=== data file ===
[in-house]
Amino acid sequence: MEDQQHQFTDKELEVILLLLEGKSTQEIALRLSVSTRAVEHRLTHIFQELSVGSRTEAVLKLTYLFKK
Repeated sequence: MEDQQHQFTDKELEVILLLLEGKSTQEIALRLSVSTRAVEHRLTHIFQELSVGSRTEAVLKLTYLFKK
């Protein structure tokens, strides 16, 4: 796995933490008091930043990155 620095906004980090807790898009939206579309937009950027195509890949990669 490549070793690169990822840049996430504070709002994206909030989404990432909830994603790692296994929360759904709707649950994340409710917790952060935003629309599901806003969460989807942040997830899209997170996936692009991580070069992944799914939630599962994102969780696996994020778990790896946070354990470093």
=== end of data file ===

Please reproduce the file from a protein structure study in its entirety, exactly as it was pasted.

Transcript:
[in-house]
Amino acid sequence: MEDQQHQFTDKELEVILLLLEGKSTQEIALRLSVSTRAVEHRLTHIFQELSVGSRTEAVLKLTYLFKK
Repeated sequence: MEDQQHQFTDKELEVILLLLEGKSTQEIALRLSVSTRAVEHRLTHIFQELSVGSRTEAVLKLTYLFKK
């Protein structure tokens, strides 16, 4: 796995933490008091930043990155 620095906004980090807790898009939206579309937009950027195509890949990669 490549070793690169990822840049996430504070709002994206909030989404990432909830994603790692296994929360759904709707649950994340409710917790952060935003629309599901806003969460989807942040997830899209997170996936692009991580070069992944799914939630599962994102969780696996994020778990790896946070354990470093």